Both Raul Stevens and Alejandro Stevens were placed under arrest and handcuffed at the house. They were not given Miranda warnings at this time. Agents placed them in the living room, where Raul Stevens sat on a couch about ten feet from Alejandro Stevens, who sat in a chair. Agent Mossman testified that he told them, "[I]f you guys want to talk to me, you know where I am." Agent Mossman waited outside. Another agent came outside and told Agent Mossman that Alejandro Stevens wanted to talk to him. Agent Mossman went inside and asked Alejandro Stevens what he wanted to talk about. Alejandro Stevens said that he could tell him where there were stash houses containing thousands of pounds of marijuana if Agent Mossman would help him. Agent Mossman asked him where the stash house was, and Alejandro Stevens told him it was in Mexico. Agent Mossman testified that Raul Stevens then told him that the cocaine in the bedroom belonged to him. According to Agent Mossman, Raul Stevens made this statement voluntarily and not in response to any questioning.


After the search of the house was completed, agents took Raul Stevens and Alejandro Stevens to the ICE office, where Agent Mossman testified that they were given their Miranda warnings. After their warnings were read, Alejandro Stevens repeated the same information that he told Agent Mossman at the Dana house about the stash houses. Raul Stevens again claimed ownership of the cocaine and everything in the house but disclaimed ownership of the marijuana found in the shed.


The grand jury indicted Alejandro Stevens and Raul Stevens on three counts. Count One charged each with conspiracy to possess with intent to distribute approximately 139 kilograms (306 pounds) gross weight of marijuana in violation of 21 U.S.C. §§ 846, 841(a)(1), and 841(b)(1)(B). Count Two charged each with possession with intent to distribute the same in violation of 21 U.S.C. §§ 841(a)(1) and 841(b)(1)(B) and 18 U.S.C. § 2. Count Three charged each with possession with intent to distribute a quantity exceeding 100 kilograms or more of marijuana within 1000 feet of a public elementary school in violation of 21 U.S.C. §§ 841(a)(1) and 860.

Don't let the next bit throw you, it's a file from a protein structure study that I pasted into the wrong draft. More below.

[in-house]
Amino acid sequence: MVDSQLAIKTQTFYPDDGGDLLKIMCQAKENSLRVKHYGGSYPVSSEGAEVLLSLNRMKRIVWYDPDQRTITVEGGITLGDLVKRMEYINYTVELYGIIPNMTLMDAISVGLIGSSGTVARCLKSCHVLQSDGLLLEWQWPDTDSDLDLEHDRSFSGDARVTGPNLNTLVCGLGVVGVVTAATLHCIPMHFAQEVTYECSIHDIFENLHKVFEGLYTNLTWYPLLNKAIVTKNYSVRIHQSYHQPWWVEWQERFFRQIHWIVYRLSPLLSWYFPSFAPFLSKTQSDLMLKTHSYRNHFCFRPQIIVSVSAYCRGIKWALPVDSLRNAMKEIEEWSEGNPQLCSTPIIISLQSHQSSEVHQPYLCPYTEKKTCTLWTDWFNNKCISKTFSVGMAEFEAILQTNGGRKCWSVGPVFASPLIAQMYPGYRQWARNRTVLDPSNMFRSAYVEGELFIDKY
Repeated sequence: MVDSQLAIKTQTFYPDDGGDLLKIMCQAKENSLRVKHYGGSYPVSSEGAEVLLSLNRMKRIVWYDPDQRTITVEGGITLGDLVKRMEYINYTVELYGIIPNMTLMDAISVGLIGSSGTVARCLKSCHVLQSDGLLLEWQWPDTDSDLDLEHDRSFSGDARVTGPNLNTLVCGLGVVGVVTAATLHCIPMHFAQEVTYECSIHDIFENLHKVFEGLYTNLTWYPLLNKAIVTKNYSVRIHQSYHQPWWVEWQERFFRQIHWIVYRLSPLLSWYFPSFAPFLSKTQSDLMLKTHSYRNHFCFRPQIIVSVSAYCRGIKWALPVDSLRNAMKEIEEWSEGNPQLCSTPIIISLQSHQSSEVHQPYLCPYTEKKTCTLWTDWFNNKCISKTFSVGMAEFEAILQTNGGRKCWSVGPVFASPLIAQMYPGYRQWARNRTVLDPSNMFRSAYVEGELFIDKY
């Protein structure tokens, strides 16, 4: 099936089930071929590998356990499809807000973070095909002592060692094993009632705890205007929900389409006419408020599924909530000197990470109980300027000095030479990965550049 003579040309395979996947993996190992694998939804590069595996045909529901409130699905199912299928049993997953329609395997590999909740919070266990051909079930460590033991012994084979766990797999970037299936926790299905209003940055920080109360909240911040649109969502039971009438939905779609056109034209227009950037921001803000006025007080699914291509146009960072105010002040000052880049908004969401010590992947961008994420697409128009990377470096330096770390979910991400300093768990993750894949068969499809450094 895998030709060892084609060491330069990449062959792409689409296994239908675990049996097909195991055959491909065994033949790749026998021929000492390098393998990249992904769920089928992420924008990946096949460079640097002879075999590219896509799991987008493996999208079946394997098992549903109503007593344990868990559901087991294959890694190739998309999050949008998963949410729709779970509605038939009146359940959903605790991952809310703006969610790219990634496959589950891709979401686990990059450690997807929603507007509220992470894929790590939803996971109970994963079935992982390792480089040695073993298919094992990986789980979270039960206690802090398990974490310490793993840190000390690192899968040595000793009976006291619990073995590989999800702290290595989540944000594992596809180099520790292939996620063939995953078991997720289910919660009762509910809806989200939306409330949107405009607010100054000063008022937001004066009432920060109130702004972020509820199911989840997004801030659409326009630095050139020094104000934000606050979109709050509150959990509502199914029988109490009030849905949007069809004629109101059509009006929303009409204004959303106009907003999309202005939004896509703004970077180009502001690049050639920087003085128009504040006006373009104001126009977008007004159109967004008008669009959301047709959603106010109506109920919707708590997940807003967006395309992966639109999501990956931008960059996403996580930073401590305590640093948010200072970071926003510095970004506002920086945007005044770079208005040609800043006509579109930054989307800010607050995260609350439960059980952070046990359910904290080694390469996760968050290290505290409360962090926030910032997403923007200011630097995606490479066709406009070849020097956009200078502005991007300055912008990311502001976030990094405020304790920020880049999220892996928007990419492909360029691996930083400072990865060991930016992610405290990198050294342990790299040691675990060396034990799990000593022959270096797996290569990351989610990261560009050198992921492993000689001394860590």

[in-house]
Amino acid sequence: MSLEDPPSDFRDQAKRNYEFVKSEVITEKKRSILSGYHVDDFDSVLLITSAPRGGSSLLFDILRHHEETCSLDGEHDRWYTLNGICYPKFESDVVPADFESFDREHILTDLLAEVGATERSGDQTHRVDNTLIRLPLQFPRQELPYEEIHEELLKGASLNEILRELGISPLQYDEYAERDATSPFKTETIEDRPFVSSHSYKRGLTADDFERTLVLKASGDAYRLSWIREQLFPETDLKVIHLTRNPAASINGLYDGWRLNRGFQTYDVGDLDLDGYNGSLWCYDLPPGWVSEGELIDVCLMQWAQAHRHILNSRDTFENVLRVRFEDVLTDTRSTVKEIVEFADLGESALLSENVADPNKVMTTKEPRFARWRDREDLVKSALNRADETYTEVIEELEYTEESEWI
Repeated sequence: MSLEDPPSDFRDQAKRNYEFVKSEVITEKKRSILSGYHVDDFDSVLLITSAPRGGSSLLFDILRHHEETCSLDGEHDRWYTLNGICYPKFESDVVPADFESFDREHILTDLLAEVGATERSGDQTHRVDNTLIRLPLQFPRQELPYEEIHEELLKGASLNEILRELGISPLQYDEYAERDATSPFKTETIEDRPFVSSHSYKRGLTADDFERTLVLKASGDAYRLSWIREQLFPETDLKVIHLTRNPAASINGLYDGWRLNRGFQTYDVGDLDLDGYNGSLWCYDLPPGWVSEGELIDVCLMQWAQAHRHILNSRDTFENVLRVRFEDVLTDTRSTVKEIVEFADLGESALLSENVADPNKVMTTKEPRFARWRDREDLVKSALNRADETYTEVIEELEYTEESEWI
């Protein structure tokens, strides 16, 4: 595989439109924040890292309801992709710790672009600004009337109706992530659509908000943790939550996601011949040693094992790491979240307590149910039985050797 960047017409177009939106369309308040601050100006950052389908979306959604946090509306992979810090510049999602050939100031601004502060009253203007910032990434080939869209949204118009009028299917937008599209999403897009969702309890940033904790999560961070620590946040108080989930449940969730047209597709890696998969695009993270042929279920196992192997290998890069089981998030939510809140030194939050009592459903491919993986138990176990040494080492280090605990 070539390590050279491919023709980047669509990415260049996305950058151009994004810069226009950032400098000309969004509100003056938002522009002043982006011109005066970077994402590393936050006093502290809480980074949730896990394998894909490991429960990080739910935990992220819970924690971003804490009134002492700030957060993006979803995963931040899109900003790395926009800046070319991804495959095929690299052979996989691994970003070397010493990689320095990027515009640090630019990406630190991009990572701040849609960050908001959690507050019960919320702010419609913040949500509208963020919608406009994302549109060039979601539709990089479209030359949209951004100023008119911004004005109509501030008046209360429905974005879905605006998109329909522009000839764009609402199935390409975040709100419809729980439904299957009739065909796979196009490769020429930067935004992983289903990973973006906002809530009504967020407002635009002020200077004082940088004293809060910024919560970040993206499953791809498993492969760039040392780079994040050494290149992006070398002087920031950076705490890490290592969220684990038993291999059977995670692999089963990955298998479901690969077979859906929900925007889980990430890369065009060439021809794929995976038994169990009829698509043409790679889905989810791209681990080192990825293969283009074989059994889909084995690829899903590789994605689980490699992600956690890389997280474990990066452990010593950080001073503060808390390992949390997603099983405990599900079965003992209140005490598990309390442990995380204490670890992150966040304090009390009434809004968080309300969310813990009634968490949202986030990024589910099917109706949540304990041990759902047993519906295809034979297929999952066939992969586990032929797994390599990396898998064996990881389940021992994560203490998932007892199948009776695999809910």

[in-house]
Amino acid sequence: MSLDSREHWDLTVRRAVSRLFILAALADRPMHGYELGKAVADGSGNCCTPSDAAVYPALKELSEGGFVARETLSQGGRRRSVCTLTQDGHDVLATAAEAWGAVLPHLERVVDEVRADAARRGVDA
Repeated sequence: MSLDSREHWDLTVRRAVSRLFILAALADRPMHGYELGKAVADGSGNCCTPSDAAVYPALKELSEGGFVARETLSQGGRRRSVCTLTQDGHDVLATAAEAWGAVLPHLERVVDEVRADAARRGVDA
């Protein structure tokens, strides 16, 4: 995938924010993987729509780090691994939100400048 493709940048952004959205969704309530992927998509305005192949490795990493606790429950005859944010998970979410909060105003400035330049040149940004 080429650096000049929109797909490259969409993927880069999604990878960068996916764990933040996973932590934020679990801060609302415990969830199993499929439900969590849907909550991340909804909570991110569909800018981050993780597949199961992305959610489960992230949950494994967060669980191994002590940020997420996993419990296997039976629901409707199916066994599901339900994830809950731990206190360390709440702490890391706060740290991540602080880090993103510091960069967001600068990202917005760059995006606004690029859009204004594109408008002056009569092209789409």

Alejandro Stevens filed a pretrial motion requesting the district court to suppress statements made and physical evidence seized at the Dana House. Raul Stevens also filed a pretrial motion to suppress all evidence seized as the result of the search of the house and all statements he made after his arrest. After a hearing, the district court denied each defendant's motion to suppress. Alejandro Stevens then pleaded guilty to Count Two in exchange for the government dismissing Counts One and Three. This agreement was entered into at Alejandro Stevens's rearraignment hearing without a written plea agreement preserving his right to appeal the denial of his motion to suppress. Raul Stevens proceeded to a jury trial and was convicted on all three counts.


The district court sentenced Alejandro Stevens to serve a term of 110 months in the custody of the Bureau of Prisons and five years' supervised release and ordered a $100 special assessment. On the same day, the court sentenced Raul Stevens to serve a total of 274 months in the custody of the Bureau of Prisons followed by eight years of supervised release. Raul Stevens's Presentence Report ("PSR") reflected a base offense level of 28, for which the corresponding sentence range is 87 to 108 months' imprisonment. The PSR recommended enhancements resulting in a total offense level of 35, for which the corresponding sentencing range is 210 to 262 months' imprisonment. The government moved for an upward departure, and the district court did so on the basis of the large cache of loaded weapons in the house as well as the proximity of those weapons to an elementary school and crosswalk. The court additionally ordered Raul Stevens to pay a $14,000 fine and a $300 special assessment.


Alejandro Stevens now appeals the district court's denial of his motion to suppress. Raul Stevens likewise appeals the district court's denial of his motion to suppress. Raul Stevens additionally claims ineffective assistance of counsel and challenges his sentence on the basis of Booker error.


A. Standard of Review


In an appeal from the denial of a motion to suppress, we review the district court's factual findings for clear error and the district court's ultimate conclusion as to the constitutionality of the law enforcement action de novo. United States v. Chavez-Villarreal, 3 F.3d 124, 126 (5th Cir.1993). If a particular suppression argument is not made to the district court, however, our review is for plain error. United States v. De Jesus-Batres, 410 F.3d 154, 158 (5th Cir.2005). We view the evidence introduced at the suppression hearing in the light most favorable to the prevailing party, which in this case is the government. United States v. Santiago, 310 F.3d 336, 340 (5th Cir.2002).

B. Alejandro Stevens's Motion to Suppress


Alejandro Stevens argues that the district court erred when it denied his motion to suppress because law enforcement officials obtained physical evidence from the Dana House and statements from him in violation of his Fourth and Fifth Amendment rights. The government responds that Alejandro Stevens entered into an unconditional guilty plea and therefore waived his right to appeal the district court's denial of his motion to suppress.